People

Heather McCauley, Ph.D.
Principal Investigator

Heather completed her undergraduate training at the University of Southern California. She was a lab aide in Dr. Lorraine Turcotte’s lab, and fell in love with research the first time she developed a Western blot (even though it did not show anything useful). Heather moved to Cincinnati Children’s Hospital Medical Center for her graduate and postdoctoral training. She obtained her PhD in Molecular and Developmental Biology in the lab of Dr. Geraldine Guasch. For her postdoc, Heather joined the lab of Dr. Jim Wells, where she developed her interest in enteroendocrine cells as the center of intestinal physiology and metabolism. She chose to study the gut and metabolism because of her love of food.
Heather_McCauley@med.unc.edu

Anne Marie Riedman, B.S.
Lab Manager

Anne Marie completed her undergraduate degree in Biology with minors in Chemistry and Forensics at Xavier University in Cincinnati, Ohio. After getting her scientific start by volunteering at a pig breeding center, she knew that biology was the path for her. During her sophomore year at Xavier, she began working in Jim Wells’ lab as a lab aide at Cincinnati Children’s Hospital with Heather as her mentor. From her years at the lab, she has developed an interest in enteroendocrine cells and broader intestinal research. Anne Marie moved to North Carolina and is the Lab Manager for the McCauley Lab.
Anne_Riedman@med.unc.edu

Jennifer Nwako, B.S.
Ph.D. student, Cell Biology and Physiology

Jennifer completed her undergraduate training at Wellesley College where she took a developmental biology class as a junior and immediately knew she needed to do research. She was an undergraduate researcher in Adam Martin’s lab at the Massachusetts Institute of Technology (MIT) studying embryonic shape change and morphogenesis in Drosophila and completed an honors thesis. She was a research technician at MIT and Boston College before starting her PhD at UNC-CH. Her thesis research in the McCauley lab studies how enteroendocrine cells regulate intestinal functions within organoid and mouse models. In her free time, she is a passionate advocate and volunteer for scientific outreach to minority communities. She is interested in a career in translational science and has been a research intern at companies such as the Bill and Melinda Gates Medical Research Institute.
jnwako@unc.edu

Taevon Roach
Undergraduate student, Nutrition, Health, and Society; minor in Spanish

Taevon is an aspiring physician who strives to make an impact on society by using his knowledge and experience to enact change and help those who need it the most. tjoroach@unc.edu

Meghan Anderman, M.S.
Ph.D. student, Cell Biology and Physiology

Meghan completed her undergraduate degree in Biology at Nothern Michigan University and spent her post-grad years as a postbaccalaureate cancer research fellow at the NIH and a research assistant at Georgetown University. She went on to earn her master’s degree in Molecular & Integrative Physiology from the University of Michigan, later spending time there as a research assistant studying how intestinal villi develop and can be recapitulated in human intestinal organoids, which led her to the McCauley Lab upon entering UNC-CH. Outside of lab, she loves escaping the stress of graduate school through reading sci-fi/fantasy novels and exploring the food scene around North Carolina. manderma@email.unc.edu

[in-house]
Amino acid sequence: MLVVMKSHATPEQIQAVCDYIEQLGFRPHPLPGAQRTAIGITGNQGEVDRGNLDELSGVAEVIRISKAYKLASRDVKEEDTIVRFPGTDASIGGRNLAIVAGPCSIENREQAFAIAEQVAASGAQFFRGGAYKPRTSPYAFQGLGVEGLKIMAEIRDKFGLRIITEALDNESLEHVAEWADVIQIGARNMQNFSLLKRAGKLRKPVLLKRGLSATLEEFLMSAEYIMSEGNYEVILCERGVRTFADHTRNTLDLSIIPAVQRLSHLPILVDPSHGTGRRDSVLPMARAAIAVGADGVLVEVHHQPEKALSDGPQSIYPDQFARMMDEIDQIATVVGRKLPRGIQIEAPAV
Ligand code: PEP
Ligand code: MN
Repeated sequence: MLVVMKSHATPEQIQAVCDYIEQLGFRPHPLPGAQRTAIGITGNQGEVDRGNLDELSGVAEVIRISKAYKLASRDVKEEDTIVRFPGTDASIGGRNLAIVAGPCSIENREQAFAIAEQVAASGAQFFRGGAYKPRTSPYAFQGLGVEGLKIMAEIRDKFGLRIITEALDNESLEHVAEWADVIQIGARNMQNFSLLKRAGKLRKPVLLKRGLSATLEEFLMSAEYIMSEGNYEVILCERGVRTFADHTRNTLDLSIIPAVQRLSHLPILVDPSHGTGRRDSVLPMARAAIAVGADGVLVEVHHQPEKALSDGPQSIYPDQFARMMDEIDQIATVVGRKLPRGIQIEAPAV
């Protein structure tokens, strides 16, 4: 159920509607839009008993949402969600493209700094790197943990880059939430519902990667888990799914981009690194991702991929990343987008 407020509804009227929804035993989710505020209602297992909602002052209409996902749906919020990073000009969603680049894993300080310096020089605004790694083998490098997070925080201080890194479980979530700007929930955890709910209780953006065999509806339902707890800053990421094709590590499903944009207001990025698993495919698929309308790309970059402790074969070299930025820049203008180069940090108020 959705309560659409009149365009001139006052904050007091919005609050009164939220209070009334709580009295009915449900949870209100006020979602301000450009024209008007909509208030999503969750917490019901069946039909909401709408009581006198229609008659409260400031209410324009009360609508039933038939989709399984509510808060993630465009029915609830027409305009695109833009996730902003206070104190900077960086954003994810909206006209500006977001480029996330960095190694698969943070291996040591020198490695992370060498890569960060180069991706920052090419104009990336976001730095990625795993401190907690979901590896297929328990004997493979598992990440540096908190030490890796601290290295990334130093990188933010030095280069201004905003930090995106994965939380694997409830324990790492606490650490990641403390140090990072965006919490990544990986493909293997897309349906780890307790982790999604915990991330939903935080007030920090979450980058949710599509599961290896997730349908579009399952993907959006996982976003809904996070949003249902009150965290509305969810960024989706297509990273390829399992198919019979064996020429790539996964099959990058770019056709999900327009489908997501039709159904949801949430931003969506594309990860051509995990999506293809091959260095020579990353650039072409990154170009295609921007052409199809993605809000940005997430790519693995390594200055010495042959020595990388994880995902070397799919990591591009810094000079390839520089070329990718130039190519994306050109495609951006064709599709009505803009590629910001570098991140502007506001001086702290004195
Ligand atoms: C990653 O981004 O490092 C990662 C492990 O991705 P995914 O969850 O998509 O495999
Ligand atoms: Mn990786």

Shubhi Singh
Undergraduate student, Biology and Spanish; minor in Chemistry

Shubhi aspires to become a pediatric anesthesiologist and loves anything that will get her asking good questions. She joined the McCauley Lab to become a better scientist and pursue her interests in nutrient metabolism and stem cell pathways. Her passions include live music and driving with the windows down. 
shubhi@unc.edu

Samara Williams
Undergraduate student, Biology

Samara is an aspiring physician hoping to one day inspire more minority students to pursue STEM. She joined the McCauley lab to improve her critical thinking skills, become familiar with various lab techniques, and learn more about the implications enteroendocrine cells can have on human health. Outside the lab, she enjoys traveling, reading mystery novels, and attending sporting events. sgwill@unc.edu

Sparsh Patel, B.S.
Postbacc technician

Sparsh graduated from North Carolina State University in 2023 with a degree in Human Biology. During his undergraduate studies, he developed a profound interest in disorders of the gut and decided to continue seeking answers after graduation, which led him to the McCauley lab. Sparsh aspires to be a physician-scientist who can provide compassionate and effective care to his patients as well as contribute to the understanding of human disease and therapies. Outside of the lab, he enjoys being a volunteer swim coach, traveling, watching sci-fi movies, and playing pickleball. 
Sparsh_Patel@med.unc.edu

Lab Alumni

Zachary Azevedo
B.S. Biomedical Engineering, 2024

Next stop: Masters in Biomedical Engineering, Columbia University

Yunan Hu, M.S.
BBSP rotation student, Spring 2024

Hailey Dodson
B.S. Biology, 2023

Next stop: postbacc technician